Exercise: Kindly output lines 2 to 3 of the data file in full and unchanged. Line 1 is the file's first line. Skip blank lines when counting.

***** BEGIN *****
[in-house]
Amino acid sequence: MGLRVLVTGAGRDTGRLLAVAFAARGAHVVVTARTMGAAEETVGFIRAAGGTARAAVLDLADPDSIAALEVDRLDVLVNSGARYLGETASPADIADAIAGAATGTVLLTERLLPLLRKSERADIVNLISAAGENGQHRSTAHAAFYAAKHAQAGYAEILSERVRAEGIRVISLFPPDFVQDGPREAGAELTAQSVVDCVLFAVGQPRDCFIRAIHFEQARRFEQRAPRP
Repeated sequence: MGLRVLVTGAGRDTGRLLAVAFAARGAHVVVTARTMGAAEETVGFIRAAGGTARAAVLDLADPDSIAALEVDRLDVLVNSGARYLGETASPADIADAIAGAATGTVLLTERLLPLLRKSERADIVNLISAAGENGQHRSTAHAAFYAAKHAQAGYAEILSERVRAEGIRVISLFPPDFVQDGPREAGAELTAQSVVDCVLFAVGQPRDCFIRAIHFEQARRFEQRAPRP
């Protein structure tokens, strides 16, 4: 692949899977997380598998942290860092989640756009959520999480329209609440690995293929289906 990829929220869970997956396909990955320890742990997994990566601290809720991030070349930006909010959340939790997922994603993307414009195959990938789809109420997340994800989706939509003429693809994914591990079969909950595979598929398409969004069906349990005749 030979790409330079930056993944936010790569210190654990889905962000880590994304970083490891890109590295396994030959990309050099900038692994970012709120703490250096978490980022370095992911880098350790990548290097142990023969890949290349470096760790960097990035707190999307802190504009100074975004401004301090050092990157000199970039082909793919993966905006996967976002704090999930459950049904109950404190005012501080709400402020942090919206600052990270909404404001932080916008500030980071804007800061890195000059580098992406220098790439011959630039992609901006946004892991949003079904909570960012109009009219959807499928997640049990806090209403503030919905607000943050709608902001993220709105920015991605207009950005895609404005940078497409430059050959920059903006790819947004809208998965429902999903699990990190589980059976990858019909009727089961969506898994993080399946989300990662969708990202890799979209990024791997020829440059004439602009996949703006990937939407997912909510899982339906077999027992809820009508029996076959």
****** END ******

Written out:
Amino acid sequence: MGLRVLVTGAGRDTGRLLAVAFAARGAHVVVTARTMGAAEETVGFIRAAGGTARAAVLDLADPDSIAALEVDRLDVLVNSGARYLGETASPADIADAIAGAATGTVLLTERLLPLLRKSERADIVNLISAAGENGQHRSTAHAAFYAAKHAQAGYAEILSERVRAEGIRVISLFPPDFVQDGPREAGAELTAQSVVDCVLFAVGQPRDCFIRAIHFEQARRFEQRAPRP
Repeated sequence: MGLRVLVTGAGRDTGRLLAVAFAARGAHVVVTARTMGAAEETVGFIRAAGGTARAAVLDLADPDSIAALEVDRLDVLVNSGARYLGETASPADIADAIAGAATGTVLLTERLLPLLRKSERADIVNLISAAGENGQHRSTAHAAFYAAKHAQAGYAEILSERVRAEGIRVISLFPPDFVQDGPREAGAELTAQSVVDCVLFAVGQPRDCFIRAIHFEQARRFEQRAPRP